The Internet, e-mail and networking technology have all contributed to expanding growth and competitiveness for SMBs. But as good as technology's been for small business, it also has a darker side that can put your company at risk for both civil and criminal liability — we're talking pornography, people.
Inappropriate and illegal images — inappropriate being classified as pornography while illegal refers to child pornography — on a company's computers or servers leaves the small business owner vulnerable to sexual harassment suits and even criminal prosecution.
PixAlert, a company based in Ireland, now offers PixAlert Enterprise Suite — a multi-source image detection and analysis software — in the U.S. The company says the software can detect, block and monitor pornography on your computers.
First Things First: Setting Policy
Jack Mangan, head of marketing for PixAlert, says that a crucial part of keeping a company's networks clear of unwanted inappropriate or illegal material is to establish a company-wide computer usage policy.
"This isn't about entrapment," said Mangan. "It's about protecting your company, and the first step is creating a usage policy that's clearly defined and clearly communicated to employees."
Once the policy is in place, says Mangan, PixAlert recommends instituting a grace period during which time employees can remove any images they may have stored on their PCs.
PixAlert Enterprise Suite (don't let the word "enterprise" throw you — it's available for SMBs, too) is made up of two components — the Monitor and the Auditor.
The Monitor is a software agentthat resides on each individual desktop. When the person who's using the PC opens an image, the Monitor looks at it and determines whether the content is appropriate or inappropriate (we'll discuss how that's determined a bit later).
If the Monitor classifies an image as inappropriate, it creates a file with a thumbnail of the image in question, along with the date, time, user and the name of the PC on which it's stored.
The Monitor then sends that file to the administrator — a designated person who can view all of the computers on the company network.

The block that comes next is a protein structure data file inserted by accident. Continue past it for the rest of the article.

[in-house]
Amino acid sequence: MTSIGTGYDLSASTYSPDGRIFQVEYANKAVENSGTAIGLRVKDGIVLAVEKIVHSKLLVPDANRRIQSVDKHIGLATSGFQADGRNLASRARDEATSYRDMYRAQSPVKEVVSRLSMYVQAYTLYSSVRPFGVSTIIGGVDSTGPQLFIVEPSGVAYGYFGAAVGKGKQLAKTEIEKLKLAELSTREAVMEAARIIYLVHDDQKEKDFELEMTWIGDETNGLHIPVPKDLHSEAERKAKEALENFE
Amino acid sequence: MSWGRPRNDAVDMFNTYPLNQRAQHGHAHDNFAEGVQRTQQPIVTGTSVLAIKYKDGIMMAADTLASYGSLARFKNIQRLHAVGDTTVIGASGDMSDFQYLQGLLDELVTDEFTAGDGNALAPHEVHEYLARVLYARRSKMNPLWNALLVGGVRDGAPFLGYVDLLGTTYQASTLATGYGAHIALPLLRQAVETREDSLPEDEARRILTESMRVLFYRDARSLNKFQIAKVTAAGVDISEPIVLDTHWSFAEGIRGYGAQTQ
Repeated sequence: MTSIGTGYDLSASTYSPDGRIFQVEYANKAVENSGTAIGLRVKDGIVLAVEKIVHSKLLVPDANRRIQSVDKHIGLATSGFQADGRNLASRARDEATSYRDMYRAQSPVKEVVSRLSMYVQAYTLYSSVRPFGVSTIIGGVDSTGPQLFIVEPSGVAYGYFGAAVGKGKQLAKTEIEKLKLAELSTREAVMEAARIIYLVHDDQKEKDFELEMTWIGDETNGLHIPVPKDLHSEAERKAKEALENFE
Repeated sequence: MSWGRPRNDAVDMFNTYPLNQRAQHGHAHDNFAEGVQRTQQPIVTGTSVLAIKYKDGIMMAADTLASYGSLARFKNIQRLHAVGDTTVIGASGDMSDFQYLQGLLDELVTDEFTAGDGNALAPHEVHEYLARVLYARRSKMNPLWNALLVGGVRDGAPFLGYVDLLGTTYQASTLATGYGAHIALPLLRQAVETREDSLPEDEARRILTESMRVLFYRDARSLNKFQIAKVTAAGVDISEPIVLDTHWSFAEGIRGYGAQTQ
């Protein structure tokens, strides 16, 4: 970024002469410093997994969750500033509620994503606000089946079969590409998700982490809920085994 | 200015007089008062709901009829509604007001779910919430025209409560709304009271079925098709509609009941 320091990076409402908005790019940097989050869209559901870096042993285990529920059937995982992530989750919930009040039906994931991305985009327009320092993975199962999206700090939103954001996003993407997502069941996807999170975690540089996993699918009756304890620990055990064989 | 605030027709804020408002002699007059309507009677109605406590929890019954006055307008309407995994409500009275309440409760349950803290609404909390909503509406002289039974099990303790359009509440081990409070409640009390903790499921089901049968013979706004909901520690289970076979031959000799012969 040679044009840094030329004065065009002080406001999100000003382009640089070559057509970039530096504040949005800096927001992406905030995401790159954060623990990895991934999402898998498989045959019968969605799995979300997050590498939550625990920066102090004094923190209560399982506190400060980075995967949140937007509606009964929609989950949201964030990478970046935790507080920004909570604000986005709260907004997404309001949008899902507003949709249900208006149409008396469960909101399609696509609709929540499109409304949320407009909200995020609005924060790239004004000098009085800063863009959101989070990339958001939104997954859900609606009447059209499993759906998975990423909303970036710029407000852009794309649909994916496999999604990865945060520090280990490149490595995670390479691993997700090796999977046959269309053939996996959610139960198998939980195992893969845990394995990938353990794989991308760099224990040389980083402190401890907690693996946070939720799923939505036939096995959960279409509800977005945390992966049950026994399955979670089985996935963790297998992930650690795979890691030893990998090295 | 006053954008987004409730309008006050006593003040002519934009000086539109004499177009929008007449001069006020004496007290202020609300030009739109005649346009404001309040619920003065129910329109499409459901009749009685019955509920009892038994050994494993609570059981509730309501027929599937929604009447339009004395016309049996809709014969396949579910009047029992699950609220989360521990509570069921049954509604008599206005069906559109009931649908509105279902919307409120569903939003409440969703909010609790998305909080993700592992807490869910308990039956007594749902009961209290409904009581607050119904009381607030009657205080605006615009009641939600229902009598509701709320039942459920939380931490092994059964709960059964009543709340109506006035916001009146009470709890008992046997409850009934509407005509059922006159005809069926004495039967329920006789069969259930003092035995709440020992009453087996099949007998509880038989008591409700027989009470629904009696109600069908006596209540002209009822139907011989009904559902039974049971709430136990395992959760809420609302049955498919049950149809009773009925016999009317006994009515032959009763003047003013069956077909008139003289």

When the administrator receives the file, he or she may want to check that PC to see whether there are any other inappropriate images. He or she sends the Auditor — a small software application that lives on the server — over the network to the PC in question. The Auditor goes through the computer's hard drive and looks at every image on it and then creates the same type of report as the Monitor. It also notes the exact hard drive location for each image.
|Warning, Warning — The PixAlert Auditor organizes images into tiered categories — yellow for borderline, red for inappropriate, green for highly inappropriate and blue for illegal.|
I Know It When I See It
Of course different companies will have different ideas of what constitutes an "inappropriate" image. After all, it's not inappropriate for a plastic surgeon's office to have images of breast reductions or augmentations stored on a hard drive. So how does PixAlert determine the difference?
Mangan says that they work with companies to adjust the software's content sensitivity so that it suits a company's particular needs. "We can set the software's sensitivity to three levels — low, medium and high," he said.
"PixAlert scans the images looking for different pre-set attributes such as the percentage of viewable skin, whether an image is a portrait, or if a photo was taken indoors or outside."
Mangan says that, by definition, a portrait is an image of a person's face and therefore less likely to be inappropriate. As for indoor versus outdoor photographs, he said pornography is most often shot indoors, so outdoor images are generally okay.
Beyond the Internet
You may think inappropriate images find their way to your SMB networks through e-mail and the Internet, and that a firewall filtering your Internet gateway would take care of the issue.
Not so, says PixAlert. Other methods of entry include CD/DVD drives, USB and Firewire ports, Memory sticks, digital cameras and even mobile phones. That's why the company believes, according to its Web site, that a desktop solution is "the only foolproof methodology of monitoring the activities of an employee."
PixAlert Enterprise Suite (Includes; monitor client license, auditing tool and one network segment administrator): One-time fee of $25 per person up to 1000 people.
Annual maintenance and upgrade fee: 25 percent of the original purchase price
PixAlert also offers two different services at additional cost.
Auditing Service:A one-day audit and analysis with a findings report: $3,500
Implementation and Services:Includes project planning, a technical review, training, pilot set up and roll-out, service review and sign off (up to four days): $3,200
Lauren Simonds is the managing editor of SmallBusinessComputing.com
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